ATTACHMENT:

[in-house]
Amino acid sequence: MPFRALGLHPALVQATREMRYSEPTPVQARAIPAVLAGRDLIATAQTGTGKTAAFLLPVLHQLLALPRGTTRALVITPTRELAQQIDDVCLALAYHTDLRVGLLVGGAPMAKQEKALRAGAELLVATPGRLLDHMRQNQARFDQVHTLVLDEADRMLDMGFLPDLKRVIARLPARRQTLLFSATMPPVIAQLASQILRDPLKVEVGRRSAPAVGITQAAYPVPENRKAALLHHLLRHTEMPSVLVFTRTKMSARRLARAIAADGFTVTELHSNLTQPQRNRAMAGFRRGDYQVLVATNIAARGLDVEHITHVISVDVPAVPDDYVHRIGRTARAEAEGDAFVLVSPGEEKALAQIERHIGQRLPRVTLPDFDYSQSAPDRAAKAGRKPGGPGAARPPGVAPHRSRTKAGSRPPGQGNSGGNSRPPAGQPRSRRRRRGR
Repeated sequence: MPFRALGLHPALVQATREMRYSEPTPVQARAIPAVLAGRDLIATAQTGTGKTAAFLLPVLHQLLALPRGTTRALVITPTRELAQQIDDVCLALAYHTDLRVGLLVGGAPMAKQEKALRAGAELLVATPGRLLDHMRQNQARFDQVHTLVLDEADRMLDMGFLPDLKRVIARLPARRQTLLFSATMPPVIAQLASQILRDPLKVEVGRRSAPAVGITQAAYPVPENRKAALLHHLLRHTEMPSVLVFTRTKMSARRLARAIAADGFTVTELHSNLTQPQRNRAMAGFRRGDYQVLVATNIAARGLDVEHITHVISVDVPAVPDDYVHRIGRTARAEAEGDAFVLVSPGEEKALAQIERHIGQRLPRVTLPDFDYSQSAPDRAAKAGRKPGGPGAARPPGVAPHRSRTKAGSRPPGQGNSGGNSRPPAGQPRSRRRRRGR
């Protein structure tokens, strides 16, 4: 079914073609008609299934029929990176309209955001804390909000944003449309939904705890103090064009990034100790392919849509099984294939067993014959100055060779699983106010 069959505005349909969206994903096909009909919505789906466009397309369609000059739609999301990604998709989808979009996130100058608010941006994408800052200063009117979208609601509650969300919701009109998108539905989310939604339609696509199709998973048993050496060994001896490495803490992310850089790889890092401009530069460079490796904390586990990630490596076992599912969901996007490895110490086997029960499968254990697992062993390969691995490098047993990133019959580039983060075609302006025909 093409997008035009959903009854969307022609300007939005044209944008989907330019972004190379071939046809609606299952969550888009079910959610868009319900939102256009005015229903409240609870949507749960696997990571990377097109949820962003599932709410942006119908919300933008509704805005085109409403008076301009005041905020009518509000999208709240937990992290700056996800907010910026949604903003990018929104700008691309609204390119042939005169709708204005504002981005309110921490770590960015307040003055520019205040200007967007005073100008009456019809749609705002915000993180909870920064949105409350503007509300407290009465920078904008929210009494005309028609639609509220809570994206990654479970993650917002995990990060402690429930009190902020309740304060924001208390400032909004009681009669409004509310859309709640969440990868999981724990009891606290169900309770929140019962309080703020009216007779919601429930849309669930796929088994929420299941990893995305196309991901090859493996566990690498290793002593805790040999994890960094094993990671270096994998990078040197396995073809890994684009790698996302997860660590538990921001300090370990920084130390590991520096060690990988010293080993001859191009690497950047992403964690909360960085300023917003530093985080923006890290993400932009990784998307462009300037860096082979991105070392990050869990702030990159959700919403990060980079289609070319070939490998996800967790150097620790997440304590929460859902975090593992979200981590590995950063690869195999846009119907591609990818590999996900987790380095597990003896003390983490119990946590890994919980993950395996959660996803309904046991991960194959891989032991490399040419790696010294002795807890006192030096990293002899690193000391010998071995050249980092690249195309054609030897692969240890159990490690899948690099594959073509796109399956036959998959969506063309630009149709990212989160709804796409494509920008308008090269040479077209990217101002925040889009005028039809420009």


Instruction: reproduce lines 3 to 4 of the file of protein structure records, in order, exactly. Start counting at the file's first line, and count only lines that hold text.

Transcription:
Repeated sequence: MPFRALGLHPALVQATREMRYSEPTPVQARAIPAVLAGRDLIATAQTGTGKTAAFLLPVLHQLLALPRGTTRALVITPTRELAQQIDDVCLALAYHTDLRVGLLVGGAPMAKQEKALRAGAELLVATPGRLLDHMRQNQARFDQVHTLVLDEADRMLDMGFLPDLKRVIARLPARRQTLLFSATMPPVIAQLASQILRDPLKVEVGRRSAPAVGITQAAYPVPENRKAALLHHLLRHTEMPSVLVFTRTKMSARRLARAIAADGFTVTELHSNLTQPQRNRAMAGFRRGDYQVLVATNIAARGLDVEHITHVISVDVPAVPDDYVHRIGRTARAEAEGDAFVLVSPGEEKALAQIERHIGQRLPRVTLPDFDYSQSAPDRAAKAGRKPGGPGAARPPGVAPHRSRTKAGSRPPGQGNSGGNSRPPAGQPRSRRRRRGR
């Protein structure tokens, strides 16, 4: 079914073609008609299934029929990176309209955001804390909000944003449309939904705890103090064009990034100790392919849509099984294939067993014959100055060779699983106010 069959505005349909969206994903096909009909919505789906466009397309369609000059739609999301990604998709989808979009996130100058608010941006994408800052200063009117979208609601509650969300919701009109998108539905989310939604339609696509199709998973048993050496060994001896490495803490992310850089790889890092401009530069460079490796904390586990990630490596076992599912969901996007490895110490086997029960499968254990697992062993390969691995490098047993990133019959580039983060075609302006025909 093409997008035009959903009854969307022609300007939005044209944008989907330019972004190379071939046809609606299952969550888009079910959610868009319900939102256009005015229903409240609870949507749960696997990571990377097109949820962003599932709410942006119908919300933008509704805005085109409403008076301009005041905020009518509000999208709240937990992290700056996800907010910026949604903003990018929104700008691309609204390119042939005169709708204005504002981005309110921490770590960015307040003055520019205040200007967007005073100008009456019809749609705002915000993180909870920064949105409350503007509300407290009465920078904008929210009494005309028609639609509220809570994206990654479970993650917002995990990060402690429930009190902020309740304060924001208390400032909004009681009669409004509310859309709640969440990868999981724990009891606290169900309770929140019962309080703020009216007779919601429930849309669930796929088994929420299941990893995305196309991901090859493996566990690498290793002593805790040999994890960094094993990671270096994998990078040197396995073809890994684009790698996302997860660590538990921001300090370990920084130390590991520096060690990988010293080993001859191009690497950047992403964690909360960085300023917003530093985080923006890290993400932009990784998307462009300037860096082979991105070392990050869990702030990159959700919403990060980079289609070319070939490998996800967790150097620790997440304590929460859902975090593992979200981590590995950063690869195999846009119907591609990818590999996900987790380095597990003896003390983490119990946590890994919980993950395996959660996803309904046991991960194959891989032991490399040419790696010294002795807890006192030096990293002899690193000391010998071995050249980092690249195309054609030897692969240890159990490690899948690099594959073509796109399956036959998959969506063309630009149709990212989160709804796409494509920008308008090269040479077209990217101002925040889009005028039809420009």